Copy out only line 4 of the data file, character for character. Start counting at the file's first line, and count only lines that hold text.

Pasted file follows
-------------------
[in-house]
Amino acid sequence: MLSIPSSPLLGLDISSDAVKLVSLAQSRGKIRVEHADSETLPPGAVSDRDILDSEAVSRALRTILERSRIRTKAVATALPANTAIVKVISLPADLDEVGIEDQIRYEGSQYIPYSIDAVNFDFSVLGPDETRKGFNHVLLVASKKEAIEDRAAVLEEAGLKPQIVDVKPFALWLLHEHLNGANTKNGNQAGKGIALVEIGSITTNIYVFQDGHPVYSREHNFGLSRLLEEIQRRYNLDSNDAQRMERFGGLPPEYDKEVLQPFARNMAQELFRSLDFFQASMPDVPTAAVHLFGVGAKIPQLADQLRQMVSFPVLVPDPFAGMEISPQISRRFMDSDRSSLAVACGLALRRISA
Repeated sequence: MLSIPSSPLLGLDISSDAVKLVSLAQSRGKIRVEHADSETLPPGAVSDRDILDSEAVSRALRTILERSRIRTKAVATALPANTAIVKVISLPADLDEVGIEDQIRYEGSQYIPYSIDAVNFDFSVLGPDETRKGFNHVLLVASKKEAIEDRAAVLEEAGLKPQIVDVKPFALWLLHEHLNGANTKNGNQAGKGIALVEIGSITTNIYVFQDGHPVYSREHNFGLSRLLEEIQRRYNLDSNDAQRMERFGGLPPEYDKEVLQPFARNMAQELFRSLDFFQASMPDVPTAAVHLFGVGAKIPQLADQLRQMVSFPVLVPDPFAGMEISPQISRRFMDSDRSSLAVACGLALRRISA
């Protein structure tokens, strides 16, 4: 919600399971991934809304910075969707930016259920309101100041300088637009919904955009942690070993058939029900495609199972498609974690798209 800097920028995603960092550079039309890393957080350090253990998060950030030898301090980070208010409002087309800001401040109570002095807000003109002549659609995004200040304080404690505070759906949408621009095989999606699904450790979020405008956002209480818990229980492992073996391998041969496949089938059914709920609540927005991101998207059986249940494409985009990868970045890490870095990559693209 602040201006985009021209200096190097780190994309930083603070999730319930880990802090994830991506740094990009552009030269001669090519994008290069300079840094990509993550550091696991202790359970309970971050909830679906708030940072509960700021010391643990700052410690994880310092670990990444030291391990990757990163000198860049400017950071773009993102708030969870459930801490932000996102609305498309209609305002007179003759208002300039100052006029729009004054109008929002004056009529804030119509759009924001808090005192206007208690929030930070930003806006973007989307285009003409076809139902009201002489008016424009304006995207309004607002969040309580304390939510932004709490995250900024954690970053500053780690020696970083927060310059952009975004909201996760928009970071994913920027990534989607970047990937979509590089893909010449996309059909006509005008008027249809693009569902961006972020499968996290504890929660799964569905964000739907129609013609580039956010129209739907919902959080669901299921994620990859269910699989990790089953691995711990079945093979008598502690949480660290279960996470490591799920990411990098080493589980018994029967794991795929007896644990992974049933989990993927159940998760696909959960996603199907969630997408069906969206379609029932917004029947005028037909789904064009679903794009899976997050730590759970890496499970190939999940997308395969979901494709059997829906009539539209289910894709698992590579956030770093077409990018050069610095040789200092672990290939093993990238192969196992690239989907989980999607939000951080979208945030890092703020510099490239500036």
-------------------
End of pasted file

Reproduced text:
């Protein structure tokens, strides 16, 4: 919600399971991934809304910075969707930016259920309101100041300088637009919904955009942690070993058939029900495609199972498609974690798209 800097920028995603960092550079039309890393957080350090253990998060950030030898301090980070208010409002087309800001401040109570002095807000003109002549659609995004200040304080404690505070759906949408621009095989999606699904450790979020405008956002209480818990229980492992073996391998041969496949089938059914709920609540927005991101998207059986249940494409985009990868970045890490870095990559693209 602040201006985009021209200096190097780190994309930083603070999730319930880990802090994830991506740094990009552009030269001669090519994008290069300079840094990509993550550091696991202790359970309970971050909830679906708030940072509960700021010391643990700052410690994880310092670990990444030291391990990757990163000198860049400017950071773009993102708030969870459930801490932000996102609305498309209609305002007179003759208002300039100052006029729009004054109008929002004056009529804030119509759009924001808090005192206007208690929030930070930003806006973007989307285009003409076809139902009201002489008016424009304006995207309004607002969040309580304390939510932004709490995250900024954690970053500053780690020696970083927060310059952009975004909201996760928009970071994913920027990534989607970047990937979509590089893909010449996309059909006509005008008027249809693009569902961006972020499968996290504890929660799964569905964000739907129609013609580039956010129209739907919902959080669901299921994620990859269910699989990790089953691995711990079945093979008598502690949480660290279960996470490591799920990411990098080493589980018994029967794991795929007896644990992974049933989990993927159940998760696909959960996603199907969630997408069906969206379609029932917004029947005028037909789904064009679903794009899976997050730590759970890496499970190939999940997308395969979901494709059997829906009539539209289910894709698992590579956030770093077409990018050069610095040789200092672990290939093993990238192969196992690239989907989980999607939000951080979208945030890092703020510099490239500036």